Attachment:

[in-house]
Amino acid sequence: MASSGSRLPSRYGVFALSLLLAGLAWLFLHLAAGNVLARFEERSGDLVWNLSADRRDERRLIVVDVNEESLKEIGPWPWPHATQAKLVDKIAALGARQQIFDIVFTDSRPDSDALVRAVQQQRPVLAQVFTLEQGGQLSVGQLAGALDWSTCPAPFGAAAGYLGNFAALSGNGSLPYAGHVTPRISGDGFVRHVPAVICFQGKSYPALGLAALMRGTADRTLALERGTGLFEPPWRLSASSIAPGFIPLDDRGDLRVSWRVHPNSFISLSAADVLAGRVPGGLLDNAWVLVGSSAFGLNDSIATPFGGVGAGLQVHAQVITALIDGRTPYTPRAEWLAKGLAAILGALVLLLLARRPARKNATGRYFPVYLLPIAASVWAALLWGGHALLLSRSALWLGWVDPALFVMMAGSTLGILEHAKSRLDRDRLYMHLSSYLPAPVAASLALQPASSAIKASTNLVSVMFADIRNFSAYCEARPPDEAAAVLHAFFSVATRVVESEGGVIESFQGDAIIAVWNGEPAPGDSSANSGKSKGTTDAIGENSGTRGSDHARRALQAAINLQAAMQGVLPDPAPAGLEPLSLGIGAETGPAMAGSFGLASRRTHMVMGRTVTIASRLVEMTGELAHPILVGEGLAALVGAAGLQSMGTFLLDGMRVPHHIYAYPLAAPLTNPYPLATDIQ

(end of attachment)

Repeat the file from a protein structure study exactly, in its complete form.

[in-house]
Amino acid sequence: MASSGSRLPSRYGVFALSLLLAGLAWLFLHLAAGNVLARFEERSGDLVWNLSADRRDERRLIVVDVNEESLKEIGPWPWPHATQAKLVDKIAALGARQQIFDIVFTDSRPDSDALVRAVQQQRPVLAQVFTLEQGGQLSVGQLAGALDWSTCPAPFGAAAGYLGNFAALSGNGSLPYAGHVTPRISGDGFVRHVPAVICFQGKSYPALGLAALMRGTADRTLALERGTGLFEPPWRLSASSIAPGFIPLDDRGDLRVSWRVHPNSFISLSAADVLAGRVPGGLLDNAWVLVGSSAFGLNDSIATPFGGVGAGLQVHAQVITALIDGRTPYTPRAEWLAKGLAAILGALVLLLLARRPARKNATGRYFPVYLLPIAASVWAALLWGGHALLLSRSALWLGWVDPALFVMMAGSTLGILEHAKSRLDRDRLYMHLSSYLPAPVAASLALQPASSAIKASTNLVSVMFADIRNFSAYCEARPPDEAAAVLHAFFSVATRVVESEGGVIESFQGDAIIAVWNGEPAPGDSSANSGKSKGTTDAIGENSGTRGSDHARRALQAAINLQAAMQGVLPDPAPAGLEPLSLGIGAETGPAMAGSFGLASRRTHMVMGRTVTIASRLVEMTGELAHPILVGEGLAALVGAAGLQSMGTFLLDGMRVPHHIYAYPLAAPLTNPYPLATDIQ